The FCA has pledged to help ‘mortgage prisoners’, the longstanding borrowers who are currently unable to switch to a better deal.
This comes after its interim report into the mortgage market found a number of longstanding customers would benefit from switching away from a reversion rate but cannot, despite being up-to-date with payments.
Most took out a mortgage before the financial crisis.
Although competition in the mortgage market is working well for many people, a significant minority of customers (around 30%) fail to find the cheapest mortgage for them
Charles McDowell, Aldermore’s commercial director, mortgages, said: “We are pleased to see the subject of reversion rates and mortgage prisoners being one of the areas of focus within the FCA’s review and wholeheartedly agree this needs to be investigated further.
“In order to begin to resolve this issue, we believe the industry needs to build trust and engage with consumers. The consumer often falls victim to a lack of communication and opacity of information.
“There needs to be better communication from both the broker and lender; however we recognise that the broker often has the deeper relationship with the borrower.
“We have seen the likes of the self-employed struggle because they do not fit the norm, and the industry needs to consider consumers’ individual circumstances before refusing a remortgage application. We look forward to working closely with the regulator in the next phase of their review.”
The FCA proposes making it easier for consumers, at an early stage, to identify for which mortgage products they qualify, to assess and compare those products and, ultimately, to take out a mortgage.
The FCA recommends removing barriers to innovation in the sale of mortgages, including those due to aspects of FCA advice rules and guidance.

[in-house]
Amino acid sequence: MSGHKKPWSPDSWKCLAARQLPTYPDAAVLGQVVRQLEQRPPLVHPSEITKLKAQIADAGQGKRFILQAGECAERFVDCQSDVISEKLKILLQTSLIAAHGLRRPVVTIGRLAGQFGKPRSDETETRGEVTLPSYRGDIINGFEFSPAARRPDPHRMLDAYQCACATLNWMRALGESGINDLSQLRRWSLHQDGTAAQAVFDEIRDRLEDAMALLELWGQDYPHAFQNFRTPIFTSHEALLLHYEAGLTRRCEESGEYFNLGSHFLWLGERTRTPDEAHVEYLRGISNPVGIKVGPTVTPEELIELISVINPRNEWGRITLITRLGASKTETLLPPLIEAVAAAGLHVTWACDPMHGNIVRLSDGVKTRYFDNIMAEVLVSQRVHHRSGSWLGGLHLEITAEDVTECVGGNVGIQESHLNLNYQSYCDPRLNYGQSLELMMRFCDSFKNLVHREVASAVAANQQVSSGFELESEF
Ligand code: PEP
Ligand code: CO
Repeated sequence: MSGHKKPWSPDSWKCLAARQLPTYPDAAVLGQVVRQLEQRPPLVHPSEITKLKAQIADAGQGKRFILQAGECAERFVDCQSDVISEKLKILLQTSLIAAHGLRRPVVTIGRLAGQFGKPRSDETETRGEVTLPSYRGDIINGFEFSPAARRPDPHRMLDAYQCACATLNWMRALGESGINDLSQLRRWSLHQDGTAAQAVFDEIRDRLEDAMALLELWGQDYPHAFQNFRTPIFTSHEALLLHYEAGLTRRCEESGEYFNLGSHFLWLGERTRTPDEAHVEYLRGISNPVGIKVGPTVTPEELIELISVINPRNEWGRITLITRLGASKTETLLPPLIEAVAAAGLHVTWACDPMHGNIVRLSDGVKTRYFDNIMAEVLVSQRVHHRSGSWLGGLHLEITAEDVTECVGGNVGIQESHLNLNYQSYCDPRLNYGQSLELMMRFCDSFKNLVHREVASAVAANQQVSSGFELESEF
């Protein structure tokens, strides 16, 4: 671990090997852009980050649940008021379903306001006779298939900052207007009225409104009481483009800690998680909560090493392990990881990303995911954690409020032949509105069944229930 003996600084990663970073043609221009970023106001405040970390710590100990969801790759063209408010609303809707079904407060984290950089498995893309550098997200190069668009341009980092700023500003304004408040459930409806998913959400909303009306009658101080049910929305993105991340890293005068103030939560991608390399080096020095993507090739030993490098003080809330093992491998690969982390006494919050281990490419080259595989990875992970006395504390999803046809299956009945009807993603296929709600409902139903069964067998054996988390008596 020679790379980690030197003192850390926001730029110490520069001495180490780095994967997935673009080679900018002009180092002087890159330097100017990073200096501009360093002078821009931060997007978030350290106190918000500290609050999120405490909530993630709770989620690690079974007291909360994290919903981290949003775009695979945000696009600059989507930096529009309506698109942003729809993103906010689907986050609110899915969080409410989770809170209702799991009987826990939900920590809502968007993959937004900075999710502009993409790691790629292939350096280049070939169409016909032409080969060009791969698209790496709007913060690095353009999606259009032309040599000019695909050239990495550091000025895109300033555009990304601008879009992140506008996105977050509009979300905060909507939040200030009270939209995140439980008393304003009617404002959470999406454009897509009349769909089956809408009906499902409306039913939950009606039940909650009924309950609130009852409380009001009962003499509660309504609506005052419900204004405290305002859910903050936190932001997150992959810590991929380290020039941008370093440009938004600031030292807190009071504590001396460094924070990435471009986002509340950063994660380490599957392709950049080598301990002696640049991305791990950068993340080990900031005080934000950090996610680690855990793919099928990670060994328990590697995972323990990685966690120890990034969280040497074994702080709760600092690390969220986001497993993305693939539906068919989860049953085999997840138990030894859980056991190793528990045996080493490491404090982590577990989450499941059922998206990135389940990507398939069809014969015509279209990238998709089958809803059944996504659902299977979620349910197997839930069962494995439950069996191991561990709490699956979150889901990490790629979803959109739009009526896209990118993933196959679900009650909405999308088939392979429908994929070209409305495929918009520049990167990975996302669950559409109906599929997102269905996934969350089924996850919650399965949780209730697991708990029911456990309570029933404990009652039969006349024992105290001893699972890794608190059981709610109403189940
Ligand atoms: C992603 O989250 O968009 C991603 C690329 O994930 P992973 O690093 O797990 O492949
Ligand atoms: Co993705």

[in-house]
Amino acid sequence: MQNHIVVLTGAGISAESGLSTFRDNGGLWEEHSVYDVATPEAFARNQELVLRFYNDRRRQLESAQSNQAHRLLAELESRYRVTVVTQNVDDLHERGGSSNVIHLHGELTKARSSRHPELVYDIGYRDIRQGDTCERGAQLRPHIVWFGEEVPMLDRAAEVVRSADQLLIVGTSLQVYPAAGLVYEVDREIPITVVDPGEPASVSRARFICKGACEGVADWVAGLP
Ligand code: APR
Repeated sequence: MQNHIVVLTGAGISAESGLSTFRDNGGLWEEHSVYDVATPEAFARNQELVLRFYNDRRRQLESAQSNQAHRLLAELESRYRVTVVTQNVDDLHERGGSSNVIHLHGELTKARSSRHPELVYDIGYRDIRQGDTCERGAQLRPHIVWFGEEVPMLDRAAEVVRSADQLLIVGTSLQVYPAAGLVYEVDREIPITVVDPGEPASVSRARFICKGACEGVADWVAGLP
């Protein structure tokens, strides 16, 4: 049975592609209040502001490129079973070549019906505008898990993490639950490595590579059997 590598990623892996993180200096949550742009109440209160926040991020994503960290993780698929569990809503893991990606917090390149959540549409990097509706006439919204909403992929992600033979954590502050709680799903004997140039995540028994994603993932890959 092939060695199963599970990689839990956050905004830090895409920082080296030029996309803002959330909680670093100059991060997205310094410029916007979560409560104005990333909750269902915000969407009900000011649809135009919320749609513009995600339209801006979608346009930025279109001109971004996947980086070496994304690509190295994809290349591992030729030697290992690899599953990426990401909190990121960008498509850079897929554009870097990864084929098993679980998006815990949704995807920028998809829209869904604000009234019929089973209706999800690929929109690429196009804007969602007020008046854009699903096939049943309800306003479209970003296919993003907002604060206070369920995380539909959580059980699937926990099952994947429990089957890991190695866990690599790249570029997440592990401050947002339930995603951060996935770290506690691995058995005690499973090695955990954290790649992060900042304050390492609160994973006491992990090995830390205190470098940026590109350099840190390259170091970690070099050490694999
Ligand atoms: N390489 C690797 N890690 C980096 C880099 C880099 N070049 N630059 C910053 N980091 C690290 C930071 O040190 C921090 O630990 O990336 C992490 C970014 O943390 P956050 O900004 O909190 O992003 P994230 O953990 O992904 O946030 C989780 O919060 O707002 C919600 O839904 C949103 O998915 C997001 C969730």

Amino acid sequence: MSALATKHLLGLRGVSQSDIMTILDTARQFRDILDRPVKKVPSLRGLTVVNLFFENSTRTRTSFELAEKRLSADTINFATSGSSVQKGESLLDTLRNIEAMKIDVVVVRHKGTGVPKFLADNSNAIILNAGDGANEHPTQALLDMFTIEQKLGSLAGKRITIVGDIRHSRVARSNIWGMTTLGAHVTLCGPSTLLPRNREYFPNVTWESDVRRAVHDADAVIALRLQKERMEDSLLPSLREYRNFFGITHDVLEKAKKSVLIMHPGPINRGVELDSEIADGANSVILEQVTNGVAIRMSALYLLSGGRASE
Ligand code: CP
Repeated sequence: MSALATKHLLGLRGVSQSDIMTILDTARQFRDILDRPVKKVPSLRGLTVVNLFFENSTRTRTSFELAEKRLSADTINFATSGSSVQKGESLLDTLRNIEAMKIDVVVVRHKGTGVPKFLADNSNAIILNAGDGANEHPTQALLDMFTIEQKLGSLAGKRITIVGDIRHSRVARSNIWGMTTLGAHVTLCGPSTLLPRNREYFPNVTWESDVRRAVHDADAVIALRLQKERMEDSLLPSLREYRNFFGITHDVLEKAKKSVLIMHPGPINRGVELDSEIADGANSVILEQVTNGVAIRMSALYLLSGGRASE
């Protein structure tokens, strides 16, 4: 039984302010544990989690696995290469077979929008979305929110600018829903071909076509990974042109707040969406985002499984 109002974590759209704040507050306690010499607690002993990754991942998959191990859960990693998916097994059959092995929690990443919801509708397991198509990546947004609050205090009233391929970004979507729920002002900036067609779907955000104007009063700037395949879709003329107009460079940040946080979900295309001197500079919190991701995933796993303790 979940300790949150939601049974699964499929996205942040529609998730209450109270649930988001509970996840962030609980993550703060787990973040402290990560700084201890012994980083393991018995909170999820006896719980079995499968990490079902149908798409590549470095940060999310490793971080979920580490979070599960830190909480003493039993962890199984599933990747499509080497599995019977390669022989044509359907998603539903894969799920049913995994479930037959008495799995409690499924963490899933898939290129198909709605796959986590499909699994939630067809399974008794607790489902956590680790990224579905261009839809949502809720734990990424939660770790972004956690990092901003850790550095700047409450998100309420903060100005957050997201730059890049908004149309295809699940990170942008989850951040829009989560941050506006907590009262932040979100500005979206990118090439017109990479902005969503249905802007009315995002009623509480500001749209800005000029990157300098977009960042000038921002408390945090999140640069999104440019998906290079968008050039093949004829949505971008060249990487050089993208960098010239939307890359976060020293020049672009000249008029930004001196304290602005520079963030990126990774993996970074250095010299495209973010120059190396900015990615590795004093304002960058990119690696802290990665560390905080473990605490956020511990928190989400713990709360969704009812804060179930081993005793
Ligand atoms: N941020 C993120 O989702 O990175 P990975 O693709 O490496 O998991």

They want to make it easier for consumers to assess the strengths of different mortgage brokers. The FCA intends to work with the broker sector to develop metrics to help consumers compare brokers.
It wants to help for certain longstanding borrowers who cannot switch. The FCA intends to explore options to help these customers, for example an industry-wide agreement to approve applications for a new mortgage deal from existing customers whose most recent mortgage was taken out before the financial crisis and who are up-to-date with payments.
Christopher Woolard, executive director of strategy and competition at the FCA, said: “The mortgage market is one of the largest financial markets in the UK and there have been significant changes to the market since the financial crisis in order to ensure that we do not return to the poor practices of the past.
“For many the market is working well with high levels of consumer engagement. However, we believe that things could work better with more innovative tools to help consumers.
“There are also a number of long-standing borrowers that have kept up-to-date with their mortgage repayments but are unable to get a new mortgage deal; we want to explore ways that we, and the industry, can help them.”
Gemma Harle, managing director of Intrinsic’s mortgage network, said: “A major theme of the interim study and its findings is more access to information for consumers. This can only be a good thing and will mean more informed decisions.
“With technological advances creating such tools should be straight forward. But will require the full engagement from across the industry and specifically lenders in sharing more information on their lending criteria.
“It is right that mortgage prisoners are taken into consideration. The mortgage market has advanced substantially since pre financial crisis and customers should not be locked into products that may no longer be suitable.
“The concern is that the information the regulator is using may now be out of date. The Mortgage Market Study has been a long time coming, first pitted in 2015, with a call to evidence in 2016.”
The FCA is consulting on its interim findings and proposed remedies. It intends to publish a final report around the end of the year and will consult on any specific changes required to its rules.